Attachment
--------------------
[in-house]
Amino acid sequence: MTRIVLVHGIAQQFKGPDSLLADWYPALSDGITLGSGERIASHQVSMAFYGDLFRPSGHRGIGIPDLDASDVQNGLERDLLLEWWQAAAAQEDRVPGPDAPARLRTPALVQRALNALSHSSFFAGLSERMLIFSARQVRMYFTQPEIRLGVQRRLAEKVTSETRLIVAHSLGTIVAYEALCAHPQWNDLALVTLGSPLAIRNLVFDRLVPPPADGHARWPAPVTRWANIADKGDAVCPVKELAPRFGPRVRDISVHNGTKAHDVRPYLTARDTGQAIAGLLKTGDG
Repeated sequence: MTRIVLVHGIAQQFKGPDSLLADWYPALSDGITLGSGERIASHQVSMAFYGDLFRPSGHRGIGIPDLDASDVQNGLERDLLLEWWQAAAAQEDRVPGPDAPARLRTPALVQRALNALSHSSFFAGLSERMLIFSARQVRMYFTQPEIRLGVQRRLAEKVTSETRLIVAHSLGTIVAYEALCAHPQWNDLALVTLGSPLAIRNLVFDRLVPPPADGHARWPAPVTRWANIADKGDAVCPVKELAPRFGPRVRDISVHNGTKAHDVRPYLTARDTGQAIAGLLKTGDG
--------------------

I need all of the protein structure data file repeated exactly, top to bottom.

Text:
[in-house]
Amino acid sequence: MTRIVLVHGIAQQFKGPDSLLADWYPALSDGITLGSGERIASHQVSMAFYGDLFRPSGHRGIGIPDLDASDVQNGLERDLLLEWWQAAAAQEDRVPGPDAPARLRTPALVQRALNALSHSSFFAGLSERMLIFSARQVRMYFTQPEIRLGVQRRLAEKVTSETRLIVAHSLGTIVAYEALCAHPQWNDLALVTLGSPLAIRNLVFDRLVPPPADGHARWPAPVTRWANIADKGDAVCPVKELAPRFGPRVRDISVHNGTKAHDVRPYLTARDTGQAIAGLLKTGDG
Repeated sequence: MTRIVLVHGIAQQFKGPDSLLADWYPALSDGITLGSGERIASHQVSMAFYGDLFRPSGHRGIGIPDLDASDVQNGLERDLLLEWWQAAAAQEDRVPGPDAPARLRTPALVQRALNALSHSSFFAGLSERMLIFSARQVRMYFTQPEIRLGVQRRLAEKVTSETRLIVAHSLGTIVAYEALCAHPQWNDLALVTLGSPLAIRNLVFDRLVPPPADGHARWPAPVTRWANIADKGDAVCPVKELAPRFGPRVRDISVHNGTKAHDVRPYLTARDTGQAIAGLLKTGDG